A judge denied OJ Simpson's bid for a retrial on Tuesday, saying that, "all grounds in the petition lack merit." The 66-year-old is serving out a nine-to-33 year term after being convicted for a 2007 robbery and kidnapping in Las Vegas. Simpson will be 70 when he is first eligible for parole, though his attorneys said he would appeal Tuesday's ruling before that. Simpson was also tried but acquitted in the murder of his wife, Nicole Brown Simpson, as well as her friend, Ronald Goldman, in 1995. In a later civil trial, though, he was ordered to pay $33.5 million in damages.
In case you, like I, have forgotten why we even care about who OJ is, I've got the answer: He used to be a pro football player and set a whole bunch of records, and was also inducted into the NFL Hall of Fame. He even won the prestigious Heisman Trophy while a college player.
The failed appeal was filed on 22 grounds (many related to a previous defense team), and came after a failed "direct appeal." His extensive legal team was "shocked and disappointed" by the ruling, said Patricia Palm, and remains "convinced the law provides relief for Mr. Simpson." Clark County Judge Linda Marie Bell didn't quite see it the same way.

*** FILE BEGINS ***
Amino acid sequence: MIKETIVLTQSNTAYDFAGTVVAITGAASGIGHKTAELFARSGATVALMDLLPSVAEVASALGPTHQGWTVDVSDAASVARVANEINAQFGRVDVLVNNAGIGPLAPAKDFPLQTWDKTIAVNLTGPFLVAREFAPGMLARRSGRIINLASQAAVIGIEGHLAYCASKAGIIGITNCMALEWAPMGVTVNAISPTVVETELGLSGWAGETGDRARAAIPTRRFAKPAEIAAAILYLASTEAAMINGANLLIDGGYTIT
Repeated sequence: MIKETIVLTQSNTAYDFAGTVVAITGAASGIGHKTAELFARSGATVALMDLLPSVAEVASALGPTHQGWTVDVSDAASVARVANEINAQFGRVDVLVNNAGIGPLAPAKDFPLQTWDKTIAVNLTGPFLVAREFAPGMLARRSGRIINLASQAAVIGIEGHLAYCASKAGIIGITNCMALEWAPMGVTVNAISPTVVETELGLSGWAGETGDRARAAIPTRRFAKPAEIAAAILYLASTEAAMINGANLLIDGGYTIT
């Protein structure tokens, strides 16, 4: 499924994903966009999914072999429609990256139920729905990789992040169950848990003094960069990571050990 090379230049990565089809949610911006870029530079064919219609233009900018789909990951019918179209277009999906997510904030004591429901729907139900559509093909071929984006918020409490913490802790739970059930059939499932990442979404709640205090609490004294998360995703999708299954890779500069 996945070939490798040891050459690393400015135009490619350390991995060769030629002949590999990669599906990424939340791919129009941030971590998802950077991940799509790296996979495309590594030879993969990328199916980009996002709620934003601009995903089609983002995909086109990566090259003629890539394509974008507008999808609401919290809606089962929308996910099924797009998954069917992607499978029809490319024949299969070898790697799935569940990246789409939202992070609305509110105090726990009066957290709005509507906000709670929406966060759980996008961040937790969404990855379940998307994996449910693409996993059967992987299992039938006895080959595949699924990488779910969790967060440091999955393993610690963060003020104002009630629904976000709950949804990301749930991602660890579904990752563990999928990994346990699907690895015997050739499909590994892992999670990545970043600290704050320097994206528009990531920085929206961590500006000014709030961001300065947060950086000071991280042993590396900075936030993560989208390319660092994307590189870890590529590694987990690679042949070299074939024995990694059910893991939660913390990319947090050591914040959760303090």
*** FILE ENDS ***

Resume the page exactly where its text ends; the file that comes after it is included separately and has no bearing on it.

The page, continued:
"Given the overwhelming amount of evidence, neither the errors in this case, nor the errors collectively, cause this court to question the validity of Mr. Simpson's conviction," Bell wrote.
The 2007 robbery charge stems from an incident where Simpson and several others were trying to recover photos and footballs that rightfully belonged to Simpson, defense attorneys claimed. His ex-lawyer (the one whose allegedly-faulty advice the current legal team was relying on to get them a new trial) said that Simpson had in fact known that his associates were bringing guns to the confrontation.
"As OJ's lawyer and confidante, it was gut-wrenching for me to have to be in a position to defend my strategy and efforts on his behalf as his lawyer and testify against my client," Yale Galanter, the former lawyer, told the AP.
Yeah, something tell us that in a high-profile case like this, loyalty really isn't a priority.